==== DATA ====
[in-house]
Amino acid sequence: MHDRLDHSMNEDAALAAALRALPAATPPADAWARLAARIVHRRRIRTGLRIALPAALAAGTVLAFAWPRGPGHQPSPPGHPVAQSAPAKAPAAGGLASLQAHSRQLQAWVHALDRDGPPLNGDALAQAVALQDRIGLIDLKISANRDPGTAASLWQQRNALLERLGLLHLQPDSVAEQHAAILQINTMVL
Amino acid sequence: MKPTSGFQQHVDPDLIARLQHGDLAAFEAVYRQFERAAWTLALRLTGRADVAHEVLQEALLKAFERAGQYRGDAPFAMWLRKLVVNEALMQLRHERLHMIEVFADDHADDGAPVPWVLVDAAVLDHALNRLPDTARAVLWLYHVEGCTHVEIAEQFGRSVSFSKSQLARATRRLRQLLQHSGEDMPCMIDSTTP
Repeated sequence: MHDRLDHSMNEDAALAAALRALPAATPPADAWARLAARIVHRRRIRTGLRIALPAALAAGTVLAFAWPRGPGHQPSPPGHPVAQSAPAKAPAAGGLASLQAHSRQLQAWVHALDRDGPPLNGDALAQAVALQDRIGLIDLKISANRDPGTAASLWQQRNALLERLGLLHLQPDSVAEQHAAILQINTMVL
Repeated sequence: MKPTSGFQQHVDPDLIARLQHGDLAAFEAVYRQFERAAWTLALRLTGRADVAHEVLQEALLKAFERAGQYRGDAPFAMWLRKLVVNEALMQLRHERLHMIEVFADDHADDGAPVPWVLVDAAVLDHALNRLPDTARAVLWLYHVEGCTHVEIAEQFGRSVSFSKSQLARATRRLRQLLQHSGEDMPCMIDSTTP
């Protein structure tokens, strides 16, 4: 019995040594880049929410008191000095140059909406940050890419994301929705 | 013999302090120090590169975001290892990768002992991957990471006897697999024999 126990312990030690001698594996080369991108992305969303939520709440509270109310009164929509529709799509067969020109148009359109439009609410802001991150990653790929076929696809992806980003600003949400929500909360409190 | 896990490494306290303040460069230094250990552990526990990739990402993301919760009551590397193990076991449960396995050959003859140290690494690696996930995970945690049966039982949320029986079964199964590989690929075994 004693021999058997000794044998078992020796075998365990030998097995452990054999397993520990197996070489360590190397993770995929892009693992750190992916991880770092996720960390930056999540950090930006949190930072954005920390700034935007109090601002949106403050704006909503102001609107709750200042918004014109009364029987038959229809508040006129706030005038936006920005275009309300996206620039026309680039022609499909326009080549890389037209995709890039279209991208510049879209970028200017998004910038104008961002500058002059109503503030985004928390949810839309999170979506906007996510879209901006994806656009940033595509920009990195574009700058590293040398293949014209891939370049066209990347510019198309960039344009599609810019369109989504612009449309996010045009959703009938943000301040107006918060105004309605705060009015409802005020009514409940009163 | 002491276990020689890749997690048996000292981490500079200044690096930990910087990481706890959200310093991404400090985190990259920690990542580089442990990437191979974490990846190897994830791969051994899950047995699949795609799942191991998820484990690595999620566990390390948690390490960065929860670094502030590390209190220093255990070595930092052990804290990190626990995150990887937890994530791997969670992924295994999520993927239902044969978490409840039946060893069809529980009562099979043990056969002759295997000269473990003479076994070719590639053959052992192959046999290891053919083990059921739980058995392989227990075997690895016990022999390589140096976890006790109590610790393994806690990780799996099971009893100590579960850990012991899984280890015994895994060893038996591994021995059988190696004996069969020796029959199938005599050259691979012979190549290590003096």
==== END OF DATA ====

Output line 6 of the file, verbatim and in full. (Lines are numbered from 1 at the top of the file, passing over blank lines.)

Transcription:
């Protein structure tokens, strides 16, 4: 019995040594880049929410008191000095140059909406940050890419994301929705 | 013999302090120090590169975001290892990768002992991957990471006897697999024999 126990312990030690001698594996080369991108992305969303939520709440509270109310009164929509529709799509067969020109148009359109439009609410802001991150990653790929076929696809992806980003600003949400929500909360409190 | 896990490494306290303040460069230094250990552990526990990739990402993301919760009551590397193990076991449960396995050959003859140290690494690696996930995970945690049966039982949320029986079964199964590989690929075994 004693021999058997000794044998078992020796075998365990030998097995452990054999397993520990197996070489360590190397993770995929892009693992750190992916991880770092996720960390930056999540950090930006949190930072954005920390700034935007109090601002949106403050704006909503102001609107709750200042918004014109009364029987038959229809508040006129706030005038936006920005275009309300996206620039026309680039022609499909326009080549890389037209995709890039279209991208510049879209970028200017998004910038104008961002500058002059109503503030985004928390949810839309999170979506906007996510879209901006994806656009940033595509920009990195574009700058590293040398293949014209891939370049066209990347510019198309960039344009599609810019369109989504612009449309996010045009959703009938943000301040107006918060105004309605705060009015409802005020009514409940009163 | 002491276990020689890749997690048996000292981490500079200044690096930990910087990481706890959200310093991404400090985190990259920690990542580089442990990437191979974490990846190897994830791969051994899950047995699949795609799942191991998820484990690595999620566990390390948690390490960065929860670094502030590390209190220093255990070595930092052990804290990190626990995150990887937890994530791997969670992924295994999520993927239902044969978490409840039946060893069809529980009562099979043990056969002759295997000269473990003479076994070719590639053959052992192959046999290891053919083990059921739980058995392989227990075997690895016990022999390589140096976890006790109590610790393994806690990780799996099971009893100590579960850990012991899984280890015994895994060893038996591994021995059988190696004996069969020796029959199938005599050259691979012979190549290590003096």